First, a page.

This involves developing a comprehensive hiring plan that includes contractors or fractional workers seeking first to bring on talent on a fractional basis while using a data-driven approach when determining when and if full-time hires should be made. Since January 2023, Upwork has seen over 40,000 contract-to-hire jobs posted on the marketplace, with over 2 million professionals open to contract-to-hire opportunities.

By leveraging fractional workers, companies can accurately forecast their hiring needs as these workers offer greater flexibility to adjust to changing workloads. Independent professionals also have more freedom to work on their own terms with flexible work arrangements. A mix of full-time and fractional workers helps companies quickly and easily scale up or down, which can help to reduce the risks and costs associated with over- or even understaffing. This helps them achieve a more variable cost structure, much like cloud computing and software as a service (SaaS) has for technology expenses. Additionally, companies can identify trends and forecast future needs more accurately by analyzing past fractional worker usage patterns.

Employing a fractional to full-time hiring model

For more than a century, companies have adopted a mindset of prioritizing full-time employment. This full-time-first mentality comes with limited flexibility, difficulty finding qualified candidates, and higher costs. Seeking first to bring on talent on a fractional basis provides companies control in three key ways:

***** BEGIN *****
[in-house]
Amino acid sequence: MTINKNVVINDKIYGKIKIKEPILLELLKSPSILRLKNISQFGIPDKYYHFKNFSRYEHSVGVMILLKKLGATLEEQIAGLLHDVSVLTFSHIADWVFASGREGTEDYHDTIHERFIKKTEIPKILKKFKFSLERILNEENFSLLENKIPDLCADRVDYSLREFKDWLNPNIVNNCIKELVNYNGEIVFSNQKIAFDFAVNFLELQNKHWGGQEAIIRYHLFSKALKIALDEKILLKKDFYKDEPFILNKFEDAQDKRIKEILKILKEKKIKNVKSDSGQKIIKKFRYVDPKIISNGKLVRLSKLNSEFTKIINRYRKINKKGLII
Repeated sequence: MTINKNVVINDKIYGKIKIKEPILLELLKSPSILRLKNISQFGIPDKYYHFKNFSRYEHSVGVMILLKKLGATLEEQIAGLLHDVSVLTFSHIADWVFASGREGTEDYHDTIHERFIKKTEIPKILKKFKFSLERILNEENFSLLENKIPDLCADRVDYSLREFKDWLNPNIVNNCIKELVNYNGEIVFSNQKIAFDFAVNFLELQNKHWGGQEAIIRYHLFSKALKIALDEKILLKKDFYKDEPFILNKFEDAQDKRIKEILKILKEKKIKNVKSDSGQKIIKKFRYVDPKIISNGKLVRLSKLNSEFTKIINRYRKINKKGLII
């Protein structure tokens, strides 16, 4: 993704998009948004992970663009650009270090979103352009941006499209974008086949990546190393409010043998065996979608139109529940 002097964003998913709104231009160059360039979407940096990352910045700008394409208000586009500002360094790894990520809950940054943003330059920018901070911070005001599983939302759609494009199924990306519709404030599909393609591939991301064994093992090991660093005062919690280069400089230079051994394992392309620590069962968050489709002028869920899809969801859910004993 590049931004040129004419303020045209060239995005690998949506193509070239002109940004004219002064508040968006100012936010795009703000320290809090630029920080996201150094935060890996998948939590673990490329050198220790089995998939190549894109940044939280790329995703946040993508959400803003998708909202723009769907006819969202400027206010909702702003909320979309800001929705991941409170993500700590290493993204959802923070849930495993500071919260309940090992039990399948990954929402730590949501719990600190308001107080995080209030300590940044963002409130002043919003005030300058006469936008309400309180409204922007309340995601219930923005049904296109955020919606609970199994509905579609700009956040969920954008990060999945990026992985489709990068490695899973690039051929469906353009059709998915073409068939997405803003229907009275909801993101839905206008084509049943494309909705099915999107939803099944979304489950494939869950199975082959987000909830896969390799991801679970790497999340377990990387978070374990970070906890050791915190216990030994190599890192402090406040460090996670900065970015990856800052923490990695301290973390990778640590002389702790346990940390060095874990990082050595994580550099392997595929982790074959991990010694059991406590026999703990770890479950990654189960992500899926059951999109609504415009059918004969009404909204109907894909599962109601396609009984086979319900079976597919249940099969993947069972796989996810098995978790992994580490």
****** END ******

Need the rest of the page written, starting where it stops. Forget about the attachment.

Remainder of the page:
1. Scalability: Hiring fractional workers allows companies to scale their workforce without the fixed cost of maintaining a large, full-time staff. Companies can add or subtract fractional workers as demand fluctuates, giving them greater control over financial and operational flexibility. In a recent Upwork report, among hiring managers who use on-demand independent talent, 84% say they are confident in their company’s ability to respond to disruption, compared to just 69%. In the same study, over three-quarters (79%) of businesses agree that working with on-demand talent enables their business to be more innovative, as they have more freedom to scale up and down.

2. Specialized skills: Fractional workers are among the most educated and often have specialized skills that companies can tap into for specific projects or tasks. This gives companies greater flexibility to respond to changing market conditions or pursue new opportunities requiring specialized expertise. A Deloitte study on the future of work indicates independent professionals are also upskilling and reskilling 50% more than traditional full-time workers.

3. Reduced risk: Hiring fractional workers can be less risky than hiring full-time employees because companies can limit their exposure to financial risk. Fractional workers are typically employed for specific projects or tasks, reducing the risk of long-term financial obligations from hiring a full-time employee. This gives companies greater control over their labor costs and reduces the risk of over-committing.

Breaking cycles of overhiring

Research shows companies that emerged the strongest from an economic downswing relied more on operational improvements than layoffs to cut costs. Layoffs aren’t always the solution to prepare for a downturn. As industries begin to look for new talent and fast after mass cutbacks, careful and strategic hiring practices will help them maintain a focused, efficient, and engaged workforce. Those considering alternative staffing models like fractional workers will break the vicious cycle of overhiring and layoffs and settle into a predictable rhythm of talent access for real-time needs. This ultimately will enable them to be more competitive for years to come.


Tim Sanders leads client strategy at Upwork, helping businesses implement better ways of working.